Well, I’m not sure it took courage, but during the period of the service set aside for announcements, we stood up and displayed our announcement , not verbally, not genrally but very specifically on our banner - the actual cost in innocent human life – our soldiers and the Iraqi people and their destroyed country. The result of lies, arrogance and greed on the part of our despotic, illegal government.

One gentleman told us we were rude. We were not. We left quietly when asked. We were gratified when about half of the congregation thanked us for coming with applause.


We were also told we had offended “moderates” - for the life of me I can’t figure where the word “moderate” fits with the acceptance of murder, desecration and bombing of a country into oblivion in advancing our empire of greed.   The quest for peace should be very much at home in a religious sanctuary.


WORDS ARE NOT ENOUGH – we are taking action hoping to inspire others to do the same – our conscience, hearts and spirits demand it. Only WE can end this conflagration!

Comment by Debbie Kair:
On Sunday we went to the First Congregational Church in Chappaqua. We stood up displaying our banner at the announcement time (before the Scripture readings and sermon). When we arrived at the church we were welcomed warmly and given the bulletin with the order of the service. I thought that we had chosen a most fitting Sunday to do this action: the second Sunday of Advent when Christians renew their anticipation and desire for the Messiah to appear and fundamentally transform their lives. The prayer spoken while the lighting of the Advent wreath candles occurred included: “We also light this candle and name it Peace. This candle (the second candle lit) reminds us of our dreams for peace in our world.”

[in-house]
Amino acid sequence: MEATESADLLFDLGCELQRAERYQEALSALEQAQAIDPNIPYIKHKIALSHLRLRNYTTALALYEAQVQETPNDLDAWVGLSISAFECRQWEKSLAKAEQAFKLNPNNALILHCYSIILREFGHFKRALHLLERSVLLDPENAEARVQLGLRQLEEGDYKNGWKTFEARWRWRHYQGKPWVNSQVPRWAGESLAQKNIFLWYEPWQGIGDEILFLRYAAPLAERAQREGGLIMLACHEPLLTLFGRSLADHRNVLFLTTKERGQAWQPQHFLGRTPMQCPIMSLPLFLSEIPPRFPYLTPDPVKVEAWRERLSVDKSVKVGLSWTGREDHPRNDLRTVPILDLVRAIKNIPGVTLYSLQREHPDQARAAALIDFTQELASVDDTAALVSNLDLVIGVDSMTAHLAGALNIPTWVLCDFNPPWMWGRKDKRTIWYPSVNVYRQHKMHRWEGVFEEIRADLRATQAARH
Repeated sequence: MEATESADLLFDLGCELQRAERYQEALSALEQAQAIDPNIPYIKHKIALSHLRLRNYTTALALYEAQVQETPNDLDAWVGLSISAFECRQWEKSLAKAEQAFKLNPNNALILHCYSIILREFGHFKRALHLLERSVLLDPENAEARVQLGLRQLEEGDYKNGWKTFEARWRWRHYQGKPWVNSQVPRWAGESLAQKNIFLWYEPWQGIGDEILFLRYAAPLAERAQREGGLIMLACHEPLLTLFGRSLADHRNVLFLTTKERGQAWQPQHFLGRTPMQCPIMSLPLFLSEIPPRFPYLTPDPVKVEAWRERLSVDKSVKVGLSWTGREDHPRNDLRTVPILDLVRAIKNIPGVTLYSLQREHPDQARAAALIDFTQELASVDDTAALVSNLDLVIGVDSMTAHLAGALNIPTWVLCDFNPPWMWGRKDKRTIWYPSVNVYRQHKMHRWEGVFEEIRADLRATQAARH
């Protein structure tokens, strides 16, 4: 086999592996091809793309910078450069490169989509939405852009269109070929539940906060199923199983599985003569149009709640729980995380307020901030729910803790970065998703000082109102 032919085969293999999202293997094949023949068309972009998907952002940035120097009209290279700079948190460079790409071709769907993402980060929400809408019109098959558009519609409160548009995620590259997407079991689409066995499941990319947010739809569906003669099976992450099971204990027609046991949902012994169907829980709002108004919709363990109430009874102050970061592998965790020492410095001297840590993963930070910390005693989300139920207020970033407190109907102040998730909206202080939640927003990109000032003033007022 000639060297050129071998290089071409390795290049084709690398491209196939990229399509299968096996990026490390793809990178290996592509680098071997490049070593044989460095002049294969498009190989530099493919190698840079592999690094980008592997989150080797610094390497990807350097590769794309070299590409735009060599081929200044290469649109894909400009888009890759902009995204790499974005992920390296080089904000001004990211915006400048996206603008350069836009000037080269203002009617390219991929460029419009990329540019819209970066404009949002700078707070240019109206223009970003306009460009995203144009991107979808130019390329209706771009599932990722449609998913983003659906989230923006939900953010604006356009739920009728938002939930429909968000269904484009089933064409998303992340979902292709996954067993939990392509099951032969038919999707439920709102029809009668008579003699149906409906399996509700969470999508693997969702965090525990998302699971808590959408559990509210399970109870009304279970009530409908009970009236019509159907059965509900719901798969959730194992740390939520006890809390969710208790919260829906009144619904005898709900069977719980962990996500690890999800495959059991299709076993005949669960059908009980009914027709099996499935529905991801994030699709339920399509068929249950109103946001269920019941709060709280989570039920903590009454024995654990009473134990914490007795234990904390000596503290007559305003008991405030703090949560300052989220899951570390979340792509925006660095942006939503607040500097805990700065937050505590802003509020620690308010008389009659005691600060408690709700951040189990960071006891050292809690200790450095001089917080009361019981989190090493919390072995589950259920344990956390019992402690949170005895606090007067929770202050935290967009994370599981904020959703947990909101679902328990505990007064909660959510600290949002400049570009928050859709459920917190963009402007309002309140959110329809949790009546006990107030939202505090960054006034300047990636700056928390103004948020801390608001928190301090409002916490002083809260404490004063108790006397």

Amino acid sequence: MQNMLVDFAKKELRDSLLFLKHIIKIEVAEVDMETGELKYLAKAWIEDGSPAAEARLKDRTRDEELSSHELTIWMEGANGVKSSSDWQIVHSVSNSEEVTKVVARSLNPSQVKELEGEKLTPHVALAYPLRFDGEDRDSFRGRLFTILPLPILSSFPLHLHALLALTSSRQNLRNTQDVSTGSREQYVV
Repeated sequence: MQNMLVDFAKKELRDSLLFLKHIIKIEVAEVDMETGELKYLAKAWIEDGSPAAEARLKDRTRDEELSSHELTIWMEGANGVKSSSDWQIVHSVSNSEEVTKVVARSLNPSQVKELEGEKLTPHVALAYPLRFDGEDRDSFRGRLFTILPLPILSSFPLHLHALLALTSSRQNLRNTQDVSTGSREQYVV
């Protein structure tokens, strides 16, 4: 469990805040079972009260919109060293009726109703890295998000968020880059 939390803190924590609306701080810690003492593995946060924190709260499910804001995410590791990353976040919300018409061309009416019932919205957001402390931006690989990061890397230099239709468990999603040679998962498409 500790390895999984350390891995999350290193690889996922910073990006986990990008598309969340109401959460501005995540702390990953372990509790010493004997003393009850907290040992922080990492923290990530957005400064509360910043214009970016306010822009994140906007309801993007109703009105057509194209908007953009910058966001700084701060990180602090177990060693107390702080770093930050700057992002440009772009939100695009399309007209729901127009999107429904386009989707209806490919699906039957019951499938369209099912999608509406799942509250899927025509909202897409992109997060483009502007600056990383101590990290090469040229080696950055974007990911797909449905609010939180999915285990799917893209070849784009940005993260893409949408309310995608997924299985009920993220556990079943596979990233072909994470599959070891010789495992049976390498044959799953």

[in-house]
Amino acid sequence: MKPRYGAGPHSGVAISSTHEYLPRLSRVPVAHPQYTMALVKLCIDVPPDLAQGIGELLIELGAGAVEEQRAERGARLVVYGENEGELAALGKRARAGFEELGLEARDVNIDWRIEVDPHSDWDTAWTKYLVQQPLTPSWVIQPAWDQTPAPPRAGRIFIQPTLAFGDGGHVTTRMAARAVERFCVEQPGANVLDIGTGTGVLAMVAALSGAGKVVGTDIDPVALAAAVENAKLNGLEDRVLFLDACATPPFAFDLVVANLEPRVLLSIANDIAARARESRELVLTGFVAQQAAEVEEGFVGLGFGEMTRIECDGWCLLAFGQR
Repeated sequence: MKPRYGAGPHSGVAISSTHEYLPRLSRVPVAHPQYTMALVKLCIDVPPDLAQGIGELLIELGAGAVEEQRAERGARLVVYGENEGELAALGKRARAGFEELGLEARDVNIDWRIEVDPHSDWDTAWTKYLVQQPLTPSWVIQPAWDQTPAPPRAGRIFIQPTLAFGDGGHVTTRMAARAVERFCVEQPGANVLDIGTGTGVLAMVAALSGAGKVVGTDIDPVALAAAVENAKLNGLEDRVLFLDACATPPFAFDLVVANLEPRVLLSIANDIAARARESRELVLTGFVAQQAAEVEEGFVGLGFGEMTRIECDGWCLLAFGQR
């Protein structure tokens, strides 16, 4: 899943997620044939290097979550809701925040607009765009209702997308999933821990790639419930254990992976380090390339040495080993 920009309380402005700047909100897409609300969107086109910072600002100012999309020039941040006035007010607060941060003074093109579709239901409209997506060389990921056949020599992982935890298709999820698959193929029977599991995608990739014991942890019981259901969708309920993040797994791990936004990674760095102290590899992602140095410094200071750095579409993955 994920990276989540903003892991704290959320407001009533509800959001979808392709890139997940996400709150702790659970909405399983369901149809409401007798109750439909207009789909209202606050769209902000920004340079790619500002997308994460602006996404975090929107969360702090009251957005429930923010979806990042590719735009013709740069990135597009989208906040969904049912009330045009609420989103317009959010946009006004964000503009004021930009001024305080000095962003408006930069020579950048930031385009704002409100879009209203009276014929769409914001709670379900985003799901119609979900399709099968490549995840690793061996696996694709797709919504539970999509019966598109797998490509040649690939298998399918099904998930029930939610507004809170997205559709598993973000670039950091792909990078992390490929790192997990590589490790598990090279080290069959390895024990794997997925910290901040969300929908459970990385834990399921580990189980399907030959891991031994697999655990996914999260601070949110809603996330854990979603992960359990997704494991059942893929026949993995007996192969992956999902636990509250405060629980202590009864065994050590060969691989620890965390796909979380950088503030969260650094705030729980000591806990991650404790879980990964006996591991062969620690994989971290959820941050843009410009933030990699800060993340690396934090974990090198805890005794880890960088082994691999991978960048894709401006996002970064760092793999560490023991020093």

I have been involved in various actions to prevent and to stop the U.S. war on Iraq. Recently, I have felt discouraged at the seeming lack of care, attention and empathy displayed for the people of Iraq by the people of the U.S., especially Christians, Christian churches and organizations. Christian faith is based on the belief that the boundaries we experience (us, them; Iraqi, American) are removed by the presence in our lives of the God who creates all. At weekly anti-war vigils there are only 5, 10, 15 people. It seems that people go through their daily lives without running into examples of the ways we are destroying the lives of the people of Iraq. I thought that it was time to bring the people of Iraq to the people of the U.S.


When we stood up with our banner there was a lot of spontaneous applause from members in the congregation. The pastor did not share the enthusiasm of this part of his congregation, and he told us to go out. We complied with this as soon as it was requested. I was dismayed that we were asked to leave a Christian congregation. After all, Jesus was known to have all sorts among his followers, even those such as Judas and Matthew who disagreed with him politically. The only other negative reaction we received was from a member of the church who said that our action was disruptive. I commiserated with this person as I know how unsettling it is having the ordinary and expected routine disrupted. I tried to remind this person that Jesus continually brought the needs of his followers to both religious and political authorities , and they were none too pleased either. One other person thanked us for our action and commented that “it was about time this issue came to our doorstep.”


We accomplished what I desired to do: get people’s attention and get them talking about the war in the midst of their daily life and routine.